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Solar Energy: Leading to Increased Desirability and Valuation

Our recent Yardley Voice article talked about how the public overwhelmingly favors increased adoption of solar energy, and how that is translating into grassroots movements across the country.  Here is a little more information about that growing trend. Solar energy leads to Increased desirability and valuation of solar homes!

Developing clean energy sources used to be a push from the top down. Local and federal policies were the sole catalysts for growth. As more capacity was installed, the technology rapidly progressed and prices fell. Now we are at a point where the momentum and drive has shifted more towards the grassroots. People in communities across the U.S. are investing in renewable energy and becoming more involved in programs and activities to increase installed capacity. It is fast becoming more than a change in momentum. It is becoming a revolution. Increased desirability is sweeping the nation.

Beneficial social change is accelerated when people become champions. Americans want a better life for themselves and their children, and we tend to get behind causes the we feel deliver on that desire. No surprise, then, that a Pew Research survey of over 1,500 adults conducted in 2016 found that renewable energy is viewed positively by a vast majority. Looking at this selective summary of results, the responses indicate that most individuals have at least some concern about the environment. They act in a way to help or do no harm. Unlike other issues, people of all political viewpoints agree.

In fact, there is a uniform, positive outlook for increasing the use of solar and wind energy. A few highlights on opinions derived from this survey:

  • 75% have some level of concern about the environment. As many as 83% say they make conscious decisions and take actions with the environment in mind at least some of the time, or more.
  • 89% favor increasing the use of solar energy. 83% favor increasing the use of wind energy.
  • Over half say scientists, the public, and utility leaders should have a major role in policies addressing climate and the environment. Interestingly, less than half (44%) think elected officials should have a role.

For Pennsylvanians, the good news is the utilities and the regional transmission coordinator, PJM Interconnection (PJM), are steadily more proactive. Beginning in May, 2011, the PJM Renewable Integration Study (PRIS) was commissioned. Among the many goals, the authors sought to find economical and technical paths to reach levels of 20% and 30% renewable energy within the 13 state region. Mixtures of onshore wind, offshore wind, and low and high amounts of solar energy were analyzed. For PJM, it was important to define existing operating limits for current and slightly upgraded grids in the region.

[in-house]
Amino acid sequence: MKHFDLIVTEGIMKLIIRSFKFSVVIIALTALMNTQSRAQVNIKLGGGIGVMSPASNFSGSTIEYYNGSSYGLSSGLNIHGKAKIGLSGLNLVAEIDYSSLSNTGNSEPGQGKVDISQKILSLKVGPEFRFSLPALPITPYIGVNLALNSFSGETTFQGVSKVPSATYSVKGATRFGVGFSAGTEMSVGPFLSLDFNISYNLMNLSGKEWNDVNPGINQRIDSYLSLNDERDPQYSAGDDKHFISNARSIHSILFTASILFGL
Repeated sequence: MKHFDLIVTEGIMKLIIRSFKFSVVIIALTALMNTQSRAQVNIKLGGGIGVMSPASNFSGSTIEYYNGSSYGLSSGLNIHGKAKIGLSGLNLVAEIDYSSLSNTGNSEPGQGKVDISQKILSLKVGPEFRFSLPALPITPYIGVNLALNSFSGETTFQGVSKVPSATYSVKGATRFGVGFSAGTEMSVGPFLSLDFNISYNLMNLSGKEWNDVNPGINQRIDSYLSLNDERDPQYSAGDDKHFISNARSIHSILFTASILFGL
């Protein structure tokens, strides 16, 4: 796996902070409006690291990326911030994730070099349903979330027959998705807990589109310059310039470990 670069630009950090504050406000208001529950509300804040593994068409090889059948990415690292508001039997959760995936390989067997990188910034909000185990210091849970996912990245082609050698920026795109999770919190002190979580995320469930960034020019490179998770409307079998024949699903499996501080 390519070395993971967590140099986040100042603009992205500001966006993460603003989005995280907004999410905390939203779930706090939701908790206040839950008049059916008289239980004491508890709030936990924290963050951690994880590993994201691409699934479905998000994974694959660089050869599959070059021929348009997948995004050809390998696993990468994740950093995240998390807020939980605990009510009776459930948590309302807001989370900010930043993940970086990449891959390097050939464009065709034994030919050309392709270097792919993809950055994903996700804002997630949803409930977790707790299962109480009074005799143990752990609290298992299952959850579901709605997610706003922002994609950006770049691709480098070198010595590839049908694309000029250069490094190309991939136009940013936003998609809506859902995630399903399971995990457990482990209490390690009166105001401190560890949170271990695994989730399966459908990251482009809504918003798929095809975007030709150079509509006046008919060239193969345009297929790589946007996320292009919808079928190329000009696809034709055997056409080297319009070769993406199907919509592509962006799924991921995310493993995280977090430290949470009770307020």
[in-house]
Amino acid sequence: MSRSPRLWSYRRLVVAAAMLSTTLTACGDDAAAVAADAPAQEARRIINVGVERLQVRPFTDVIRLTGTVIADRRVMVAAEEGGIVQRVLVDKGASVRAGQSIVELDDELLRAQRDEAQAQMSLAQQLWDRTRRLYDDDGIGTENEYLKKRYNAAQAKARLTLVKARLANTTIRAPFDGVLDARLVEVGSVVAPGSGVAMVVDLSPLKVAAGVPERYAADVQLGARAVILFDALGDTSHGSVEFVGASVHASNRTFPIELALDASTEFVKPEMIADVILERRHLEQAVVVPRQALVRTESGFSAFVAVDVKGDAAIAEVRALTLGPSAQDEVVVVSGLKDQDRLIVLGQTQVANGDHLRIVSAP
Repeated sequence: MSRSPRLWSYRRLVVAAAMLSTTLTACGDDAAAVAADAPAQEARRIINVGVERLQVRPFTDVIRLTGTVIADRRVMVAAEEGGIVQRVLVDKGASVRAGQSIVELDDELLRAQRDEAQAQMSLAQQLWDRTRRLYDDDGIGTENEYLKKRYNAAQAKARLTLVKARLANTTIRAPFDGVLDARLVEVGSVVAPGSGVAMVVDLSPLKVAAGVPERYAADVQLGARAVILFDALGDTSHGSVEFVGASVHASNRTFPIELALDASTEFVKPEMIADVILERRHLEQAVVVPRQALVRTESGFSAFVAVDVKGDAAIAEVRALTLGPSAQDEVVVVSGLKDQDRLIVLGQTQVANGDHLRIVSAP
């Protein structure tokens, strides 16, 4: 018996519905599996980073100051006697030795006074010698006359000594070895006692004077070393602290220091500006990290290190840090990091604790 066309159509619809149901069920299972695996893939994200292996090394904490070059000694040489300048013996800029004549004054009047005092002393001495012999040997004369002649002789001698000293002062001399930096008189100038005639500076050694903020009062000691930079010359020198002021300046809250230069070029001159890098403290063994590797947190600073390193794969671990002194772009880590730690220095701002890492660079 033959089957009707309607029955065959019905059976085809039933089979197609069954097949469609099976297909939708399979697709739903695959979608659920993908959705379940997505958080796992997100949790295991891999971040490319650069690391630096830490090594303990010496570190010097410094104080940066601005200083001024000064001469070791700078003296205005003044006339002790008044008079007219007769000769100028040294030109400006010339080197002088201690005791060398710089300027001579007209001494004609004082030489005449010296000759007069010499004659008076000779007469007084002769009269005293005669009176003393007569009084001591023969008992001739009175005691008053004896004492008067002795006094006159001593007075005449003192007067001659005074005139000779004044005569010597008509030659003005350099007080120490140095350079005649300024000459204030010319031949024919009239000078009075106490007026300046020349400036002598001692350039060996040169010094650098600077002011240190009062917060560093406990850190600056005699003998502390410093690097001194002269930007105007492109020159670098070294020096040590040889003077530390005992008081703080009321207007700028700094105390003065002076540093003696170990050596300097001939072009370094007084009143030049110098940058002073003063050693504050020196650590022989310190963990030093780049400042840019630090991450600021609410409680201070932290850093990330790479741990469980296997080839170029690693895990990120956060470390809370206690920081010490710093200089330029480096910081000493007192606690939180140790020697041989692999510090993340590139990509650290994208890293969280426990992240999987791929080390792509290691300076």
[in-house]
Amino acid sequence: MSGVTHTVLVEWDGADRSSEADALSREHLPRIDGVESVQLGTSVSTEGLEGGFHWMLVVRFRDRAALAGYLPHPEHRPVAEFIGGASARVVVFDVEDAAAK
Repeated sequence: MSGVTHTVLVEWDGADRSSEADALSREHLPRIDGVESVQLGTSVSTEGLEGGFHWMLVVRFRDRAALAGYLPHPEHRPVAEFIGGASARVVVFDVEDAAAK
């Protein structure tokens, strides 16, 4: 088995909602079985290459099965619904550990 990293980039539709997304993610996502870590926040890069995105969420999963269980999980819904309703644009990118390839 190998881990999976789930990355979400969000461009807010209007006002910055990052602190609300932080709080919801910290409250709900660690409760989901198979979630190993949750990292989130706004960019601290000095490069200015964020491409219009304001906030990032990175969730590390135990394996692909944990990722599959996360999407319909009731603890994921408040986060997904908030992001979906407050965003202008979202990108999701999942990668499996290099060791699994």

Some highlights from this study are encouraging:

  • Every scenario examined resulted in lower system-wide production costs. This comes from the balance of lower fuel costs for curtailed power plants with the marginally increased costs for more frequently cycling the gas and coal plants. That is needed to address the variability of wind and solar power.
  • Lower emissions of monitored pollutants and greenhouse gases are predicted.
  • One possible 30% renewable energy scenario could allow a 66% reduction in the current usage of coal fired power to maintain grid stability.

So, without a great expense for each of the 13 states, PJM concludes the path to as much as 30% solar and wind is not only possible in the near future, it can be done without sacrificing reliability. So what should be next?

The recent clean energy successes give many hope for a path to a 100% renewable energy future in the not so distant future. Across the country leaders in cities like San Diego, CA, and smaller towns like Abita Springs, LA, have announced plans to fully transition their communities to renewable energy sources. Major metropolitan areas like Chicago are committing to a quick transition for all government and public facilities. In Pennsylvania, in addition to the Sierra Club “Ready for 100” programs, the Delaware River Keeper has sponsored research on ways to power the state with 100% renewables by 2050. These program aims are more than economic. As the revolution to greater clean energy levels continues, experts predict significant improvement in respiratory issues, neurological damages, and even cancer.

Want to know more? Click on the button to the right to download our more detailed mini-white paper on this topic.

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